Recently, Microsoft made the feedback loop private — a hiring manager can’t log in to the tool and see their colleagues’ feedback until they’ve entered their own assessment of a candidate first. Edward says that the change has allowed people the freedom to form their own opinions, without being influenced by their peers – or their bosses.
Even if you don’t use a software tool for hiring loops, refrain from comparing notes verbally until you have formed your own point of view on a candidate. I recommend writing down your feedback on the candidate and whether you’re inclined to hire them, before you debrief with your colleagues. Again, ask yourself as you’re writing: “How could bias have impacted my assessment and recommendation?”
Use a “flip it to test” approach
In 2017, Fortune 500 executive Kristen Pressner gave a brave TEDx talk, where she admitted to harboring gender bias against women leaders, despite identifying as a woman herself. Pressner developed a technique to disrupt bias — ask yourself, if you were to swap out the candidate from an underrepresented background with one of your more typical hires, would you have the same reaction? For example, if a woman of color candidate speaks passionately, and you’re less inclined to hire her because you think of her as “angry,” would you use the same word if a white man spoke the same way?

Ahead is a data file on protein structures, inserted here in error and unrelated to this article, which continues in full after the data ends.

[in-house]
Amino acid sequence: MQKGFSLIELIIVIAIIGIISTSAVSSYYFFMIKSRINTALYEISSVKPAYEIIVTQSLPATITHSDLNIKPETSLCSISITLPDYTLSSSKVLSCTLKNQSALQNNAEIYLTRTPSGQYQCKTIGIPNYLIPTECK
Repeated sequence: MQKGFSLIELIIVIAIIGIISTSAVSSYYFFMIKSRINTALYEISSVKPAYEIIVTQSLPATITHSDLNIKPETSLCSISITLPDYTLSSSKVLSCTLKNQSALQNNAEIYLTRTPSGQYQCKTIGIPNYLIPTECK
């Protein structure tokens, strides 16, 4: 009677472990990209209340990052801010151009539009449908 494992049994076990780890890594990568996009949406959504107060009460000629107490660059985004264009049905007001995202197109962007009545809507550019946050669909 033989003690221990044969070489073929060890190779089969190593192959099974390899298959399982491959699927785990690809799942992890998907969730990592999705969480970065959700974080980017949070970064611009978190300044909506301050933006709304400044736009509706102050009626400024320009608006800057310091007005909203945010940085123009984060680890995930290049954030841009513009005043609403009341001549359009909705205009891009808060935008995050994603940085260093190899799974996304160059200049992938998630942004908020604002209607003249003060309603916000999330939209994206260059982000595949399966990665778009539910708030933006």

“Flip it to test it” is a relatively easy way to call out bias as it happens. In a recent hiring decision that I was part of, a highly qualified woman of color was approached to apply formally for a role she was already informally performing the duties for. Since the organization was already familiar with her work and performance, the hiring manager saw no harm in having her skip the early parts of the hiring process. But some colleagues expressed concern about “bending the rules” for her. During the discussion, I flipped the concern by asking two questions: Would we have the same reservations if we were circumventing the traditional hiring process for a white person? In the past, when all the candidates we were considering where white men, did we focus extensively on the fairness of the hiring process? In both cases, the hiring committee unanimously answered: no. We were able to recognize our bias and eventually made an offer to the candidate.
Understand how reducing bias could personally benefit you
Diversity in our workplace makes us smarter, more innovative, and promotes better critical thinking. It’s not only the organization that benefits, we personally have a lot to gain by working with people from all different backgrounds. By recognizing how we benefit from reducing our own bias — rather than focusing on the ROI for the company — we’re likely to be more motivated to take action.
As Gadsen-Williams told me, “A culture of equality is a multiplier. We can’t achieve a culture of equality if personal unconscious bias is not addressed first and foremost.”